Thursday, March 02, 2006

So What Happens When We Get Distracted?
There was no doubt that things were changing in my life, my spirit and my ministry. In September, after the first week of the Two Year Academy, my spiritual horizons expanded exponentially. I had no doubt that God was powerfully at work in these changes and I was excited for them. The energy of these fresh spiritual experiences did last, however, in the face of life, schedule and the normal “stuff” of the human condition the energy did wane. The desire to continue to grow, explore and extend these changes was strong; however something quite predictable happened. Previously scheduled and planned for events, emerging crises, illnesses and the normal elements of leading in a large ministry setting began to exercise their power. As much as I tried to stay focused on establishing new patterns of work, new approaches to ministry and new approaches to spiritual formation and practice, the push of the routine and the urgent knocked out the underpinnings of even my best effort.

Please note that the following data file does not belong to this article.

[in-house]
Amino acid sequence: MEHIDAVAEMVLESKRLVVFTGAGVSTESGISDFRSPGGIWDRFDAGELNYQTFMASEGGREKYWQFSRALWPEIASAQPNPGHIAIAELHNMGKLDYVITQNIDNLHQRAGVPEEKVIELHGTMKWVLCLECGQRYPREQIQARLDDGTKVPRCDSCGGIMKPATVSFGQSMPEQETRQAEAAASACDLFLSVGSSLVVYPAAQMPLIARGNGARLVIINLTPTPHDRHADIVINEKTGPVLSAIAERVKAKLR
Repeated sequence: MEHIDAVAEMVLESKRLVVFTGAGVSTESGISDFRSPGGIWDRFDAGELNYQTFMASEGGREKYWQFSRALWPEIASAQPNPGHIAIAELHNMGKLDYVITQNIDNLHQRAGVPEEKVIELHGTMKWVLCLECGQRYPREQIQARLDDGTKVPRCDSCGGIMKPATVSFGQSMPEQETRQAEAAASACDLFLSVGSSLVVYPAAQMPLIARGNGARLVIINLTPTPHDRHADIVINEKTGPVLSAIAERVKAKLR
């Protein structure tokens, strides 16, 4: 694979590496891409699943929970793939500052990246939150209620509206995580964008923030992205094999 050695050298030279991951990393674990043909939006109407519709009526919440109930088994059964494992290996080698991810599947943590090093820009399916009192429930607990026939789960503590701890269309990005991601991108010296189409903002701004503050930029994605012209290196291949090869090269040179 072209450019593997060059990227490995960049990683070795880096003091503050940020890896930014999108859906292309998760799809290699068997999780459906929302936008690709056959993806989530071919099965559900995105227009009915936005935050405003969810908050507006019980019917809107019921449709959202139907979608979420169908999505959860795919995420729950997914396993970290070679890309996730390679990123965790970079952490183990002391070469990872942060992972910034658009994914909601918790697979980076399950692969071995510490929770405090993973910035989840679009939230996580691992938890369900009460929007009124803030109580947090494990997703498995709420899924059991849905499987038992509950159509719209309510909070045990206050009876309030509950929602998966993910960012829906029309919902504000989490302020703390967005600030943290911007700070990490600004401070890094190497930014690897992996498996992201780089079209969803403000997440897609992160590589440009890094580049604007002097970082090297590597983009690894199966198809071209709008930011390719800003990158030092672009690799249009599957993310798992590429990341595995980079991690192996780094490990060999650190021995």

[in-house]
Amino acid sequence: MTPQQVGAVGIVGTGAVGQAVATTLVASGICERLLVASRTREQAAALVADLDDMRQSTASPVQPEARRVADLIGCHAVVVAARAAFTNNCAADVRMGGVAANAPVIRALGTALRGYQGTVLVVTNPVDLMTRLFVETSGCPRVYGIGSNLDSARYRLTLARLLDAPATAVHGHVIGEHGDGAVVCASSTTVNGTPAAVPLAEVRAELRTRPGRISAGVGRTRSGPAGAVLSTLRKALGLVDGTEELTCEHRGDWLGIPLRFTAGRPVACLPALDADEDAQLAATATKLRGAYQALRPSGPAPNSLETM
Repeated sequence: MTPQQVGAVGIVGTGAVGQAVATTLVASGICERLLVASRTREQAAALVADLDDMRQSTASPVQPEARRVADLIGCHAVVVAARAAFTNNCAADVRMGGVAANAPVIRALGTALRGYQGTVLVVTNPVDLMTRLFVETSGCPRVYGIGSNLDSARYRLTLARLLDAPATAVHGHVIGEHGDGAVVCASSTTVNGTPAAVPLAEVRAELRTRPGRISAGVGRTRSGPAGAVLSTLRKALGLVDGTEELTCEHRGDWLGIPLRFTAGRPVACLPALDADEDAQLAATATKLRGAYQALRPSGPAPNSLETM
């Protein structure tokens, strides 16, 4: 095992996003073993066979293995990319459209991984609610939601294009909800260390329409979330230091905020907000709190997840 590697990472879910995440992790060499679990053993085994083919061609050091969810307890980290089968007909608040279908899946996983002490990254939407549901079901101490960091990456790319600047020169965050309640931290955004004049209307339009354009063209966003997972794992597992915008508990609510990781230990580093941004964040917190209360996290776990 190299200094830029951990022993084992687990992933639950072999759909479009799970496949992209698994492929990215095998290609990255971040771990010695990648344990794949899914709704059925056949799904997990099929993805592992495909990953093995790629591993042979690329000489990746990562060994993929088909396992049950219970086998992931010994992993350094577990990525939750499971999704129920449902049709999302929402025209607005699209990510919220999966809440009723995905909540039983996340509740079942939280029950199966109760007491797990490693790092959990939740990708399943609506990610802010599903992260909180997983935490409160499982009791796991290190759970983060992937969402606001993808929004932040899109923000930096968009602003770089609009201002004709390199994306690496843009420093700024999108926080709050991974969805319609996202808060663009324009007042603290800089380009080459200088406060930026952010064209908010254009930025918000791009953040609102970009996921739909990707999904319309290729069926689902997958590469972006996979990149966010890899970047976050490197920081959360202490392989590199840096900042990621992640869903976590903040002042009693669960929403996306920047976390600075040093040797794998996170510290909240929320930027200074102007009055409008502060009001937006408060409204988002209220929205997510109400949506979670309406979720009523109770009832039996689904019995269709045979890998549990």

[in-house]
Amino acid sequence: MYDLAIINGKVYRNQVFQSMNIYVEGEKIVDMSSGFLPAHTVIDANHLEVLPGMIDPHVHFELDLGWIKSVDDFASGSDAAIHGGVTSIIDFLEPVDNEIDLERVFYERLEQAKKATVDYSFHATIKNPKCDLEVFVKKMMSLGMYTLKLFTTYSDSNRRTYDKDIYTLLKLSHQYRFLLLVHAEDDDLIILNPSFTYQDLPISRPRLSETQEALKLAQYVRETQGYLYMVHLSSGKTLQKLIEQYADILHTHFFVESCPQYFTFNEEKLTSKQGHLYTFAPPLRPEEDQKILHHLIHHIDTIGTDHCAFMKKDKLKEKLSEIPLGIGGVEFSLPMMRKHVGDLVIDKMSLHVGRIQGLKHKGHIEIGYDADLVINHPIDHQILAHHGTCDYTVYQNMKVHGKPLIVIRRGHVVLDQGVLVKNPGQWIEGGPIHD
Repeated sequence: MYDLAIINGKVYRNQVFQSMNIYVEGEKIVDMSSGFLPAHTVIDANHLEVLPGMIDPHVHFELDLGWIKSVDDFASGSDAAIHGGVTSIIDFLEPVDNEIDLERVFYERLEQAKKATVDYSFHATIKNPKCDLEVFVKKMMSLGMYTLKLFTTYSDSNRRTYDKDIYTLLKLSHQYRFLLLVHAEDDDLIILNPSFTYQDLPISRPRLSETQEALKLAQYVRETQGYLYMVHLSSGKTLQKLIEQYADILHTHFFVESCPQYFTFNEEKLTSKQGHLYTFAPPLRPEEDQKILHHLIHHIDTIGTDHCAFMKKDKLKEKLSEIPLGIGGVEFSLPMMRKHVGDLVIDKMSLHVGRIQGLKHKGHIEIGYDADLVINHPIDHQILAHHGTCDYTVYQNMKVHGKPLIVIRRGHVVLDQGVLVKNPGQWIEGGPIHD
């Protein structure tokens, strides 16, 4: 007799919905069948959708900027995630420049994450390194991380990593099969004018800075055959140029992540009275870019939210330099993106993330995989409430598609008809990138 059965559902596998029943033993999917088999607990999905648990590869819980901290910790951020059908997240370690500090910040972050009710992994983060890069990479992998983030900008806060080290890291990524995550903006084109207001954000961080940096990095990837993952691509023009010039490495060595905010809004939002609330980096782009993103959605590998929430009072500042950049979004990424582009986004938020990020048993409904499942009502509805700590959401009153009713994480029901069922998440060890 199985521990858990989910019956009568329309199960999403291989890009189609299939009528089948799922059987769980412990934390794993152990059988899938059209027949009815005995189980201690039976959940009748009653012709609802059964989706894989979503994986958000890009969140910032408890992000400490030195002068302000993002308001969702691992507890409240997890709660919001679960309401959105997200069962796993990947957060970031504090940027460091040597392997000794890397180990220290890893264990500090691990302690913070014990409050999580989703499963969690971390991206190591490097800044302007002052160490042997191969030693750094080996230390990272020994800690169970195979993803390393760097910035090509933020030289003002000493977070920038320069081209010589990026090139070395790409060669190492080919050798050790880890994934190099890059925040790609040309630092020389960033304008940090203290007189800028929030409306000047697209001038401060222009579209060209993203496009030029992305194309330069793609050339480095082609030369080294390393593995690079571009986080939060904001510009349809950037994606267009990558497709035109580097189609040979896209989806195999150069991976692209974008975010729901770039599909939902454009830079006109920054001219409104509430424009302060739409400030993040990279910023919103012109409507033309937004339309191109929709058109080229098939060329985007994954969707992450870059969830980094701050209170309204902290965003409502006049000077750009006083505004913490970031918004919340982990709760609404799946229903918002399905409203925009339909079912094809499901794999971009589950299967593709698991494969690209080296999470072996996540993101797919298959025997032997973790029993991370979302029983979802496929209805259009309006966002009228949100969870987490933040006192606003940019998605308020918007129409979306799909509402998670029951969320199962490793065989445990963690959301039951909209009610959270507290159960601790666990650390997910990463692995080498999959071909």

As I stated above, the desire to grow on this new trajectory was always there, but what I discovered is that it was still very easy to be distracted. The inertia of life was a more formidable force in my life than I realized. Before I knew it I had fallen back into old habits, old patterns of thought and old patterns of organizing my ministry and life. This backsliding created something of a spiritual struggle for me. It wasn’t a cataclysmic struggle; but it did shake me up. I began to understand Paul’s lament that “the spirit is willing but the flesh is weak.” In spite of my best desires, I struggled over this conflict for a few weeks.